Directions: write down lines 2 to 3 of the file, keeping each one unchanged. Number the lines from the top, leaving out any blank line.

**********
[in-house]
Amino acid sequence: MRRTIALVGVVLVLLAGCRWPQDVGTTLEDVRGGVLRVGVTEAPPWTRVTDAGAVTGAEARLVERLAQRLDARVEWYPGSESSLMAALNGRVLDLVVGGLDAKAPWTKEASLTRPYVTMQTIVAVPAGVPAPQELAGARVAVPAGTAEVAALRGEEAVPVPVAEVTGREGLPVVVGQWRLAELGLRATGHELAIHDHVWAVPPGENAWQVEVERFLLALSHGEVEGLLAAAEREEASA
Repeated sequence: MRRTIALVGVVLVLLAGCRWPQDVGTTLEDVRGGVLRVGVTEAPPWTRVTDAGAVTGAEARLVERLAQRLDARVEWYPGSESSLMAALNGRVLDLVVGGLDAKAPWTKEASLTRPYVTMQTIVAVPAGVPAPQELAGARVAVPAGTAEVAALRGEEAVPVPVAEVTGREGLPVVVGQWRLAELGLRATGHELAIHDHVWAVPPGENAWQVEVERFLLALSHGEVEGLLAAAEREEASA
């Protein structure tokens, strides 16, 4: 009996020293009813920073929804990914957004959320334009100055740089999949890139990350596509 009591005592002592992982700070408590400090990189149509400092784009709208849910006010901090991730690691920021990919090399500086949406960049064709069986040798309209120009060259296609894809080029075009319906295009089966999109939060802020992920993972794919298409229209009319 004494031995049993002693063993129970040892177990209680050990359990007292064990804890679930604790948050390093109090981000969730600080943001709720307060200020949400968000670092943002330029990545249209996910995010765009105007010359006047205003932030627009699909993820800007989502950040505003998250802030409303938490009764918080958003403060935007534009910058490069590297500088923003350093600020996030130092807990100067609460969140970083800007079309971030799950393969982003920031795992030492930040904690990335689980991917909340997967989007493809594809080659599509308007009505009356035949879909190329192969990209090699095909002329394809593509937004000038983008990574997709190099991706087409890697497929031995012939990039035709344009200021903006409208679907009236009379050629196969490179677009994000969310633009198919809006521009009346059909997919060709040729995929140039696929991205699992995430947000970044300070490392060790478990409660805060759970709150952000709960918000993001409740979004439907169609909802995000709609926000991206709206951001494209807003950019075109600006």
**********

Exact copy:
Amino acid sequence: MRRTIALVGVVLVLLAGCRWPQDVGTTLEDVRGGVLRVGVTEAPPWTRVTDAGAVTGAEARLVERLAQRLDARVEWYPGSESSLMAALNGRVLDLVVGGLDAKAPWTKEASLTRPYVTMQTIVAVPAGVPAPQELAGARVAVPAGTAEVAALRGEEAVPVPVAEVTGREGLPVVVGQWRLAELGLRATGHELAIHDHVWAVPPGENAWQVEVERFLLALSHGEVEGLLAAAEREEASA
Repeated sequence: MRRTIALVGVVLVLLAGCRWPQDVGTTLEDVRGGVLRVGVTEAPPWTRVTDAGAVTGAEARLVERLAQRLDARVEWYPGSESSLMAALNGRVLDLVVGGLDAKAPWTKEASLTRPYVTMQTIVAVPAGVPAPQELAGARVAVPAGTAEVAALRGEEAVPVPVAEVTGREGLPVVVGQWRLAELGLRATGHELAIHDHVWAVPPGENAWQVEVERFLLALSHGEVEGLLAAAEREEASA